The high rates of childhood sexual abuse in subjects with both borderline personality disorder and complex PTSD (3, 4, 6) led to the current empirical evaluation of a group of women with such histories.

The goal of this study was to determine in a subset of women who met diagnostic criteria for both borderline personality disorder and complex PTSD if early-onset (i.e., ≤12 years of age) versus late-onset (i.e., ≥13 years of age) sexual abuse (3) was the primary predictor of a diagnosis of borderline personality disorderd.

 

Method

A diagnosis of borderline personality disorder was determined through administration of the Revised Diagnostic Interview for Borderlines (7), while a diagnosis of current and/or lifetime complex PTSD was assessed by use of the Structured Interview for Disorders of Extreme Stress (5). Psychometric properties are reported in the Trauma Center Assessment Package (8).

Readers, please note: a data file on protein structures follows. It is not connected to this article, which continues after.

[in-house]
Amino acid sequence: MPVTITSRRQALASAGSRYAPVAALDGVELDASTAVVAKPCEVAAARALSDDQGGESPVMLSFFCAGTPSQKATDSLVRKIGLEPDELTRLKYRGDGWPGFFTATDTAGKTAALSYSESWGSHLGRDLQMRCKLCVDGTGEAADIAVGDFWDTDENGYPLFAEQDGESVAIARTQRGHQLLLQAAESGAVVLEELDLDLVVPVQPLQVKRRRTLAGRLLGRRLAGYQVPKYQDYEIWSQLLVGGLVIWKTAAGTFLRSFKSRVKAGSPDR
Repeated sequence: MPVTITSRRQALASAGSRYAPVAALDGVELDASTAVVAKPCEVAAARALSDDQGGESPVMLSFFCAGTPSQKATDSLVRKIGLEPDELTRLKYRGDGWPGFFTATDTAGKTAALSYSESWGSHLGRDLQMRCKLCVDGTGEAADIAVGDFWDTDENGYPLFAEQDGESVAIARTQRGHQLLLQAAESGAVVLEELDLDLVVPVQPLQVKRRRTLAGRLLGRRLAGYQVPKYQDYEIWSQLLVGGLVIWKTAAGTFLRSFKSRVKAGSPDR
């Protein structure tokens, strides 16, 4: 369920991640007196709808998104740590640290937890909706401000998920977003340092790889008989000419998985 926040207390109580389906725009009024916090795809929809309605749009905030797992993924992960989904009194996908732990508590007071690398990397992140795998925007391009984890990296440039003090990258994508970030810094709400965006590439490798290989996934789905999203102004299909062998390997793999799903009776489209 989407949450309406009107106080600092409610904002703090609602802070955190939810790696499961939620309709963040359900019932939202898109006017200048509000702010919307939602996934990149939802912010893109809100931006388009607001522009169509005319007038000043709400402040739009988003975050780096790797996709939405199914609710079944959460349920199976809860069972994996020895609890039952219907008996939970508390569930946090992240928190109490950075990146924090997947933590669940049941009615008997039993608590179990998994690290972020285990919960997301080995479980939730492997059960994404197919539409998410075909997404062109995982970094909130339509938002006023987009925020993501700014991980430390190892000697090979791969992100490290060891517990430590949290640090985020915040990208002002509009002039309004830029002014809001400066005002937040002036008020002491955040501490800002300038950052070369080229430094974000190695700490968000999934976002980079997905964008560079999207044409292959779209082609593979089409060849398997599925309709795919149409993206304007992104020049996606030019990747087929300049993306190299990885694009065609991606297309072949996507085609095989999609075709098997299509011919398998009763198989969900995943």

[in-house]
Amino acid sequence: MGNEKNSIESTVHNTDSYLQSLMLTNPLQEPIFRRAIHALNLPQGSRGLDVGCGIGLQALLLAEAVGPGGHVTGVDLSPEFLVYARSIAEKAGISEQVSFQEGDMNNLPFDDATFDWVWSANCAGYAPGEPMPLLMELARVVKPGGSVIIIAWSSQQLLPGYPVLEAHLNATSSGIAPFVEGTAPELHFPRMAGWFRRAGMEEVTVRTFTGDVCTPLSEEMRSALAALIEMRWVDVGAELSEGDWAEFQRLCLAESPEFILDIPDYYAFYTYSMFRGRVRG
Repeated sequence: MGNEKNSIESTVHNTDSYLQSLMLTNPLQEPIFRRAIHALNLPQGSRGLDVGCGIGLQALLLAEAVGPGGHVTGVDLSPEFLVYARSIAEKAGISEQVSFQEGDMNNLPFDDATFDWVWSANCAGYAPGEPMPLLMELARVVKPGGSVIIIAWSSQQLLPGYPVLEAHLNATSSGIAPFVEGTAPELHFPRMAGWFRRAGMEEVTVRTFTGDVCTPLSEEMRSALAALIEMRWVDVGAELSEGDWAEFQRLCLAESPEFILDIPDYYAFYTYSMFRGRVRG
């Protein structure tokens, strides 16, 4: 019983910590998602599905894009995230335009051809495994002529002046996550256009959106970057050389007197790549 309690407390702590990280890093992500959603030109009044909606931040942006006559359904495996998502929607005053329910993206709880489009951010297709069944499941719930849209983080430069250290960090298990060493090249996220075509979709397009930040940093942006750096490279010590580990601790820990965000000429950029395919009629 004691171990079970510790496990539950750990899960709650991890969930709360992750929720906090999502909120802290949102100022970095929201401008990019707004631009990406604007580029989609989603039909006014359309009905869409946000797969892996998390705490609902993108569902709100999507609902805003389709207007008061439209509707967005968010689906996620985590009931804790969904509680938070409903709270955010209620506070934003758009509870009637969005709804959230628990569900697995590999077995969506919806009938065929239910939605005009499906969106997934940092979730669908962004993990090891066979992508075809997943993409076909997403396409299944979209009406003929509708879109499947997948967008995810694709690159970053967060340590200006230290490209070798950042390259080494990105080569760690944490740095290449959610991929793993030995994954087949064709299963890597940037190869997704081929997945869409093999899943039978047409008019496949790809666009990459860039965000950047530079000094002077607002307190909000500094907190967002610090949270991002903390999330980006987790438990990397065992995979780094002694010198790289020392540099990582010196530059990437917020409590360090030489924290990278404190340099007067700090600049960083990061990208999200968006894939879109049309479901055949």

The Traumatic Antecedents Questionnaire, included in the Trauma Center Assessment Package (8), assessed lifetime experiences in 10 domains (e.g., neglect, physical trauma, sexual trauma) at four developmental periods (i.e., ≤6, 7–12, 13–18, and ≥19 years of age). A study reported in the Trauma Center Assessment Package found Traumatic Antecedents Questionnaire scores to be significantly related to symptoms of PTSD and symptoms of complex PTSD.

The women with early-onset sexual abuse and those with late-onset sexual abuse were compared by using Pearson’s chi-square tests with continuity adjustment for categorical data (e.g., intrafamilial sexual abuse [yes/no] and borderline personality disorder/complex PTSD [yes/no]). Logistic regression was used to determine predictors of diagnostic outcomes.